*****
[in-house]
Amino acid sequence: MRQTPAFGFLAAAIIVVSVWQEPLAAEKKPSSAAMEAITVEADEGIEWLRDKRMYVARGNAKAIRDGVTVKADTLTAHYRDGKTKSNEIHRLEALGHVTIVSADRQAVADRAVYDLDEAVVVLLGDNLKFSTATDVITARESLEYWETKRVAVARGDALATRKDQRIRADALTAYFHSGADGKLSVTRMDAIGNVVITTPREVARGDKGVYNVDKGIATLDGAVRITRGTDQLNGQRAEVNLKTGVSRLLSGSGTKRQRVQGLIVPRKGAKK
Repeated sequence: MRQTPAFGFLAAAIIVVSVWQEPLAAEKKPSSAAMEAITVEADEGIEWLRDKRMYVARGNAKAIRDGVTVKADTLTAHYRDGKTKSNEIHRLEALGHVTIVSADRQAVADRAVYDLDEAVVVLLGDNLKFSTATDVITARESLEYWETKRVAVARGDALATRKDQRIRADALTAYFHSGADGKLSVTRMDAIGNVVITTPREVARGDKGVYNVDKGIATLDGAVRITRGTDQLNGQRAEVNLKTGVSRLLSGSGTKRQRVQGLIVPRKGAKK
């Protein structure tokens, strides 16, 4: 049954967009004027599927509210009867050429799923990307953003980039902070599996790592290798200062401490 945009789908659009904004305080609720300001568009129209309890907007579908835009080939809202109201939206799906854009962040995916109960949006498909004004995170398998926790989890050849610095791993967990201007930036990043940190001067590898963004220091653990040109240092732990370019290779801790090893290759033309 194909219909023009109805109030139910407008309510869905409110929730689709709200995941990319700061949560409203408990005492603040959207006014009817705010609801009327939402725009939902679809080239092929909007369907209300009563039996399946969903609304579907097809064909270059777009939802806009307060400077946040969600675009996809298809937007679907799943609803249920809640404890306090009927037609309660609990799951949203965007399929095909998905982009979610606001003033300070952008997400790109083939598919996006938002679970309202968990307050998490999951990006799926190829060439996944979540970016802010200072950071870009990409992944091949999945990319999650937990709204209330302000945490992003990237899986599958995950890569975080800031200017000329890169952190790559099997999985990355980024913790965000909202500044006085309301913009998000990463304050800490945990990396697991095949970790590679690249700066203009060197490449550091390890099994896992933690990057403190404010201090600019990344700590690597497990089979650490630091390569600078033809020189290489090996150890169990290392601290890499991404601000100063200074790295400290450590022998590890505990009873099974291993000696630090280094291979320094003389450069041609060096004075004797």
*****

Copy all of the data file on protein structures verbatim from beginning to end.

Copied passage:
[in-house]
Amino acid sequence: MRQTPAFGFLAAAIIVVSVWQEPLAAEKKPSSAAMEAITVEADEGIEWLRDKRMYVARGNAKAIRDGVTVKADTLTAHYRDGKTKSNEIHRLEALGHVTIVSADRQAVADRAVYDLDEAVVVLLGDNLKFSTATDVITARESLEYWETKRVAVARGDALATRKDQRIRADALTAYFHSGADGKLSVTRMDAIGNVVITTPREVARGDKGVYNVDKGIATLDGAVRITRGTDQLNGQRAEVNLKTGVSRLLSGSGTKRQRVQGLIVPRKGAKK
Repeated sequence: MRQTPAFGFLAAAIIVVSVWQEPLAAEKKPSSAAMEAITVEADEGIEWLRDKRMYVARGNAKAIRDGVTVKADTLTAHYRDGKTKSNEIHRLEALGHVTIVSADRQAVADRAVYDLDEAVVVLLGDNLKFSTATDVITARESLEYWETKRVAVARGDALATRKDQRIRADALTAYFHSGADGKLSVTRMDAIGNVVITTPREVARGDKGVYNVDKGIATLDGAVRITRGTDQLNGQRAEVNLKTGVSRLLSGSGTKRQRVQGLIVPRKGAKK
């Protein structure tokens, strides 16, 4: 049954967009004027599927509210009867050429799923990307953003980039902070599996790592290798200062401490 945009789908659009904004305080609720300001568009129209309890907007579908835009080939809202109201939206799906854009962040995916109960949006498909004004995170398998926790989890050849610095791993967990201007930036990043940190001067590898963004220091653990040109240092732990370019290779801790090893290759033309 194909219909023009109805109030139910407008309510869905409110929730689709709200995941990319700061949560409203408990005492603040959207006014009817705010609801009327939402725009939902679809080239092929909007369907209300009563039996399946969903609304579907097809064909270059777009939802806009307060400077946040969600675009996809298809937007679907799943609803249920809640404890306090009927037609309660609990799951949203965007399929095909998905982009979610606001003033300070952008997400790109083939598919996006938002679970309202968990307050998490999951990006799926190829060439996944979540970016802010200072950071870009990409992944091949999945990319999650937990709204209330302000945490992003990237899986599958995950890569975080800031200017000329890169952190790559099997999985990355980024913790965000909202500044006085309301913009998000990463304050800490945990990396697991095949970790590679690249700066203009060197490449550091390890099994896992933690990057403190404010201090600019990344700590690597497990089979650490630091390569600078033809020189290489090996150890169990290392601290890499991404601000100063200074790295400290450590022998590890505990009873099974291993000696630090280094291979320094003389450069041609060096004075004797």